What happens when some of the most ambitious restaurant owners in town team up with one of the most ambitious projects slated for the St. Louis area? We’ll find out this weekend when Sugarfire Smoke House and Hi-Pointe Drive-In co-owners Mike Johnson and Charlie Downs, along with Chicken Out business partner Ben Hillman, partner with City Foundry STL to host the next Restaurant Rally fundraiser to benefit two worthy causes.
The third installment in the pay-what-you-can event series is happening this Sunday, April 26, with food prepared by a bevy of area restaurants. New menu items this weekend include pulled pork sandwiches from Sugarfire and BrassWELL burgers, plus eats from Hi-Pointe Drive-In, Mission Taco Joint, Russell’s on Macklind, Crazy Bowls & Wraps, Hot Box Cookies, and Kaleidoscope Craft Brew Coffee.
The first event was hosted in the parking lot at Sugarfire’s Olivette location several weeks ago, and the second was moved to The Boathouse in Forest Park before vehicular traffic was restricted in the park in late March. Johnson says having adequate space for the drive-thru is key to maintain safe social-distancing practices, so having a large footprint is essential.
Located at 3700 Forest Park Avenue and occupying some 237,000 square feet of eventual retail, dining, and entertainment space, City Foundry provides a large footprint. Guests will queue up to enter the drive-thru line from Vandeventer Avenue, just under Highway 40, and then follow signage to order pick-up eats and drinks before exiting off Spring Avenue onto Forest Park Avenue. Arrive early to ensure the best selection of eats, as food will be available on a first-come, first-served basis from 9 a.m. until sold out. All event staff will wear face masks and gloves, and orders will be taken through car windows to promote responsible social distancing.
In addition to City Foundry hosting the event, the development’s principal owner, Steve Smith, has upped the ante by committing to match donations for the fundraiser up to $25,000, in partnership with 1Stone Foundation, Lewis and Clark Ventures, and Advantage Capital. (That isn’t a far-fetched goal, either as the first two events raised a combined $25,000 and featured fewer food and drink vendors.)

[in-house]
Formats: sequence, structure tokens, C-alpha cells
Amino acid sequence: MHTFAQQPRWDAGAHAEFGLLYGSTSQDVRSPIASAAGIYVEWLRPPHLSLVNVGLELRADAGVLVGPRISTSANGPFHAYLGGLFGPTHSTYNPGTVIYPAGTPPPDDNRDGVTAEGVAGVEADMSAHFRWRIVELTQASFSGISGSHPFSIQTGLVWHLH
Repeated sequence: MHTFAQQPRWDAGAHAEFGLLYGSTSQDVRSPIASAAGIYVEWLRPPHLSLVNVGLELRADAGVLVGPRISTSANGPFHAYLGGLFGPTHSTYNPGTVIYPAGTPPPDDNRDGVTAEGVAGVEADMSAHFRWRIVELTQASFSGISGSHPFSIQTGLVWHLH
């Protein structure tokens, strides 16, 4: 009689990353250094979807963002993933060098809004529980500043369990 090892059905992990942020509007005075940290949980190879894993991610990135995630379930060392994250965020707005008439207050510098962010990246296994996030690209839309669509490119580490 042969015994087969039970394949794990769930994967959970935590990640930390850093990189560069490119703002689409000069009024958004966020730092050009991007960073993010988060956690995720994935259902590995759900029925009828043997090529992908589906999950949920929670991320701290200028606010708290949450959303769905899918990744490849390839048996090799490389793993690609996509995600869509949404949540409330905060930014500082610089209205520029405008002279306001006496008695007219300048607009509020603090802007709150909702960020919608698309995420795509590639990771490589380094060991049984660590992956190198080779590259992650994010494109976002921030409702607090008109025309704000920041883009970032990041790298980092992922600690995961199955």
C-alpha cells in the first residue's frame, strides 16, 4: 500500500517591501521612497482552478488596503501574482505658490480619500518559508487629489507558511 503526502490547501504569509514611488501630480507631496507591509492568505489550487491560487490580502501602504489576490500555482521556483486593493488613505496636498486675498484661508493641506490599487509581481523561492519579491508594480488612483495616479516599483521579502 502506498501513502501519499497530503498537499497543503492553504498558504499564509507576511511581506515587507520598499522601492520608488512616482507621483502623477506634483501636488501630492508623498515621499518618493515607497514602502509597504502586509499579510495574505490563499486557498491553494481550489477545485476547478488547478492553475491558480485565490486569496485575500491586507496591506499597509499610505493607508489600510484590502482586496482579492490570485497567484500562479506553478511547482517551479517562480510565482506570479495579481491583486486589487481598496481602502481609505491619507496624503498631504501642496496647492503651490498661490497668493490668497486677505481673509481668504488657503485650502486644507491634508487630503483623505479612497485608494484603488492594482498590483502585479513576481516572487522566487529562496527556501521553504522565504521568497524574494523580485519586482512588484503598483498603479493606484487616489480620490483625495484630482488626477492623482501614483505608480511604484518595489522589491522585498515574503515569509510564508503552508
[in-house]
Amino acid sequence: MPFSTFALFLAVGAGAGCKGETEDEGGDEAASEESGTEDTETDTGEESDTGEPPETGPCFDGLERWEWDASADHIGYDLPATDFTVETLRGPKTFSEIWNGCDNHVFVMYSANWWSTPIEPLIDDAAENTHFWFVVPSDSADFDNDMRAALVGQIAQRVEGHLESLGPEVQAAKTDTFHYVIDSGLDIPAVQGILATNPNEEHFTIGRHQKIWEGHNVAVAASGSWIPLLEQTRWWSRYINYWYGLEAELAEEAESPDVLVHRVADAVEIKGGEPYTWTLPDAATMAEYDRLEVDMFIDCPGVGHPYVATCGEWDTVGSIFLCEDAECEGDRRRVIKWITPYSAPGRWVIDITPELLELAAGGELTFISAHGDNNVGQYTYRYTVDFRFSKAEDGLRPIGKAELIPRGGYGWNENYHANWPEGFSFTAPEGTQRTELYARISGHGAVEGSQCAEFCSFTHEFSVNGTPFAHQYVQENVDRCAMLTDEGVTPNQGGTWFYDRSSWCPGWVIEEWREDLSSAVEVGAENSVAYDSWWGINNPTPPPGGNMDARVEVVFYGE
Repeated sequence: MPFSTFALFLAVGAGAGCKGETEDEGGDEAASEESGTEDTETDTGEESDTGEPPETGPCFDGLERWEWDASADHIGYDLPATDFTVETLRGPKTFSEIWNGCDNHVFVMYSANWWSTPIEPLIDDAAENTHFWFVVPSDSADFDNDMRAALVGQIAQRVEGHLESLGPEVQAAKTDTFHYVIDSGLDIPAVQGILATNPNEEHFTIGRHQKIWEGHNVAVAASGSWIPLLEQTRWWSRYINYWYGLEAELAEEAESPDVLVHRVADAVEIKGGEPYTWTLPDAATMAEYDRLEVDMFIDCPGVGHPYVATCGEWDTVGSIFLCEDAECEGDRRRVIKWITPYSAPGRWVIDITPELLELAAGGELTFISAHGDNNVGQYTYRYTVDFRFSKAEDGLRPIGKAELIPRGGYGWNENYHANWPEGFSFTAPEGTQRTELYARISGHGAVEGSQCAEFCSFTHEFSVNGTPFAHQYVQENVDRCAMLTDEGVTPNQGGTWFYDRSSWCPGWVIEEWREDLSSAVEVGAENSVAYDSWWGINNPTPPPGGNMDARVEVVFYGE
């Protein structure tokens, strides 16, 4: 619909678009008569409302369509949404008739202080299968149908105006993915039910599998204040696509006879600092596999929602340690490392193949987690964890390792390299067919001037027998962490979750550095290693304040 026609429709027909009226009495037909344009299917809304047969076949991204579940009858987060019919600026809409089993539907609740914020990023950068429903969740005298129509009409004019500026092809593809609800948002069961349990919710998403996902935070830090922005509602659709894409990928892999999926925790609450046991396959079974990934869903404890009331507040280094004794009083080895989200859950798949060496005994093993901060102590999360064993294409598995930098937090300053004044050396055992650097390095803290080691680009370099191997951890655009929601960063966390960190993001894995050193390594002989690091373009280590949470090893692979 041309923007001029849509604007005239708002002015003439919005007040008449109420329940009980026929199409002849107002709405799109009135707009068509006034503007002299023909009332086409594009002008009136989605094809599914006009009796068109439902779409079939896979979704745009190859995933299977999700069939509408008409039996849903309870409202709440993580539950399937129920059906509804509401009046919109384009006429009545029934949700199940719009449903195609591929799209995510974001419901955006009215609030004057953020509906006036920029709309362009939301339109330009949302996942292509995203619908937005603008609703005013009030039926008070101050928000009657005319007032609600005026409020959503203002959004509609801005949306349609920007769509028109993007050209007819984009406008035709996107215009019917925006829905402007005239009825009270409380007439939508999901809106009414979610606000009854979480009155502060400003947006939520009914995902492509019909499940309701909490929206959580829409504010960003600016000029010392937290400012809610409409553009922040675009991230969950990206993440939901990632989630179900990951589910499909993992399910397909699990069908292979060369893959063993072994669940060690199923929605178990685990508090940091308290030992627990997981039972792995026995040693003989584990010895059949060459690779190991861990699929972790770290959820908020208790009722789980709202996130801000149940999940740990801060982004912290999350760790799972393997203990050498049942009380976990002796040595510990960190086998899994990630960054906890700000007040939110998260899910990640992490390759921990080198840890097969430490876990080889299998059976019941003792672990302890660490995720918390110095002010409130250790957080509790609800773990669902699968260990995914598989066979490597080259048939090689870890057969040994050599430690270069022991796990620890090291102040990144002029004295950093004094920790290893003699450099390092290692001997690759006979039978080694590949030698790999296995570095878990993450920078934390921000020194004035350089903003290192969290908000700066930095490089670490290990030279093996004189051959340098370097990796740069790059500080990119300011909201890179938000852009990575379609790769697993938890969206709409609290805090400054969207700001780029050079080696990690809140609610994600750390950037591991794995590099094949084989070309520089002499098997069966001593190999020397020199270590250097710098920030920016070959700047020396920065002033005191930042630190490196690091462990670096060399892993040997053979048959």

“City Foundry STL will be a place for the community, so it’s important that we show our support now, even before we open,” Smith said in a release. “Food brings people together, and this is a small way that we can support our community safely and celebrate our amazing city.”
All donations raised at the rally will be divided evenly between two worthy causes: The Gateway Resilience Fund, which seeks to support local restaurant workers through short-term monetary relief during the COVID-19 crisis, and The Little Bit Foundation, which supports students living in poverty with programs and services.
“We want to be part of the food and beverage community in St. Louis,” Smith says. “At the [City Foundry] food hall, we want to focus on St. Louis’ culinary talent, and so, gosh, why don’t we let the culinary talent use City Foundry and open it up to the public for the first time ever, and hopefully that’ll help raise more money to help our restaurant partners in this region? And that’s what we’re trying to do right now: help out restaurant partners.”
The rally’s pay-what-you-can model means that food is available at no cost for those in need, although donations are encouraged for those who can contribute funds. Cash donations will be accepted via no-contact reception in plastic trays on-site, while off-site donations can be made through Give Butter online here. To donate through Apple pay, Venmo, etc., text CFSTL to 202-858-1233.
Smith says it’s possible that City Foundry will host future fundraising events in partnership with Johnson, Downs, and Hillman to give back to the community. “I’m in the restaurant business, I’m in the hotel business, so I understand—all of my colleagues, we feel the pain,” Smith says. “We’ve got some resources here that we can, quite frankly, share. And so the idea is let’s be able to take some of the resources we have in our larger organization and pass those through to the St. Louis community.”
City Foundry is slated to open later this year, and its food hall will include a burger concept developed by Johnson and in partnership with Downs. Smith has known Hillman and his family for years, so partnering with the three business owners on the fundraising event was a natural fit, Smith adds.
Although the event this weekend wasn’t how Smith envisioned City Foundry’s initial unveiling to the public, he’s happy that this sneak peek can serve another, larger purpose: to help aid workers and children in the community.
“It’s under different circumstances than I thought, but I’m thrilled to do so,” Smith says. “It looks terrific; we’re not quite done, but people are going to see what the basic buildings really look like. It’s really exciting to unveil it, and I’m thrilled that we can unveil it with a good cause to boot. Hopefully people will be eager to see it, and it will help us raise more money.”
Restaurant owners who are interested in participating can email Hillman at firstname.lastname@example.org.
Article originally posted by STLMag